Up in the Air with Outplacement Outsourcing
The Oscar nominated movie “Up in the Air”, with George Clooney as a high-end outplacement counselor, is a movie worth seeing. I certainly saw the cultural relevance in these days of extensive downsizing, but as a movie it left me, well, a bit up in the air.
Outplacement is a $4 billion market, and participant services typically include an assigned counselor, resume critiques, a variety of courses and workshops, self-assessment tools, access to job search resources and some level of one-on-one coaching. Actual job search assistance is usually not provided in basic packages. In major cities outplacement firms may still offer office space for classes, in-person coaching and even workspace and clerical assistance. Onsite services are also available for added fees. Although some companies do bring in outsiders – as is key to the movie – in my experience most companies have their own managers notify impacted employees and then route them to outplacement services.
I helped manage outplacement services when I was with AT&T and our in-house program transitioned to an outsourced service. We originally had several locations that included workspaces with phones and computers for job-seekers, classrooms, a resource library, onsite counselors, and group sessions for networking and peer support. And there was a time, not so long ago, when that level of support was needed. Now most people have Internet access and the amount of free online job search resources is astounding. In a Net savvy world, outsourcing needs to evolve to keep pace with changing needs.
Outplacements services have been migrating to the Web to reduce costs and allow more employers to continue to offer three to six months of support services for employees leaving under severance programs. A June 2009 study by the Institute for Corporate Productivity and the American Management Association showed that employers spent an average of $5,000 per participant, with a range from $7,518 for executives to $1,472 for hourly employees.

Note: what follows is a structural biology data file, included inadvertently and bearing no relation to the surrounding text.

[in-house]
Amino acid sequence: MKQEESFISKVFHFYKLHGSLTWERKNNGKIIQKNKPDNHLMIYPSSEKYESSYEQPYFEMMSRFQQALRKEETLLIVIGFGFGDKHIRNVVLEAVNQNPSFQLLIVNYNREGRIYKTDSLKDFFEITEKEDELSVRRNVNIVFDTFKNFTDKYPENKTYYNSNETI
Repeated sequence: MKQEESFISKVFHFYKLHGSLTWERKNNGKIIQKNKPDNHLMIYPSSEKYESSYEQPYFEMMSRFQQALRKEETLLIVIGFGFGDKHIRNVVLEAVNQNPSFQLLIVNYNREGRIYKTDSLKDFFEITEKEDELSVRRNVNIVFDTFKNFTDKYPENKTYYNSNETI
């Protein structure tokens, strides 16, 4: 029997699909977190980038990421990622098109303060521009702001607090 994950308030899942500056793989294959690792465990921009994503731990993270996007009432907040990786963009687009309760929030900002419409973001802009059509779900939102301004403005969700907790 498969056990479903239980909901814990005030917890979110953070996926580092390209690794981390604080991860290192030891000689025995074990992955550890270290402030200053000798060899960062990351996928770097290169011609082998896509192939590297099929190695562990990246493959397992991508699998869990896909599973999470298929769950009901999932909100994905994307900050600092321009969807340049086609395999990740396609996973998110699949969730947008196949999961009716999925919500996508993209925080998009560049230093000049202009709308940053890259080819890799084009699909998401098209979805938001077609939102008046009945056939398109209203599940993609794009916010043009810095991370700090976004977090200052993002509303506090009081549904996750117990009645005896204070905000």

With unemployment still around 10 percent, there will be continued strong demand for effective and affordable outplacement services. And indeed outsourcing revenues have increased, with Right Management, a unit of Manpower Inc., up by 36 percent and Lee Hecht Harrison had up to a 57 percent increase in a recent quarter. Jumping in, ACS has just added an offering called ACS Transition Services – Powered by RiseSmart, to provide outplacement services.
The question is whether today’s outplacement services leave participants up in the air. Some participants complain about simplistic canned workshops, obvious advice and services that have not kept pace with the times. Others question whether the services are really more for assuaging employer guilt and avoiding lawsuits than for increasing and speeding placements for laid-off employees. While there may well be room to improve, I personally saw how helpful outplacement services can be on an individual basis in terms of providing focus, structure and support during an uncertain time. We had many success stories at AT&T, both in seeing people refocus and find their way forward, and with those who found new jobs.
Realistically, no outplacement service can guarantee participants will quickly find a position equivalent to the one just lost, but there should be data that shows the services are effective and valued by participants to be worth any price point.
HRO providers that offer employers a cost effective outplacement service with high user satisfaction and evidence of job placement effectiveness will continue to find high demand and growth opportunities – and they won’t leave participants up in the air.
Linda Merritt, Research Director, HRO, NelsonHall
Tags: ACS, American Management Association, hr outsourcing, hro, HRO providers, hro research, Institute for Corporate Productivity, Lee Hecht Harrison, nelsonhall, outplacement outsourcing, outplacement services, Right Management, RiseSmartYou can comment below, or link to this permanent URL from your own site.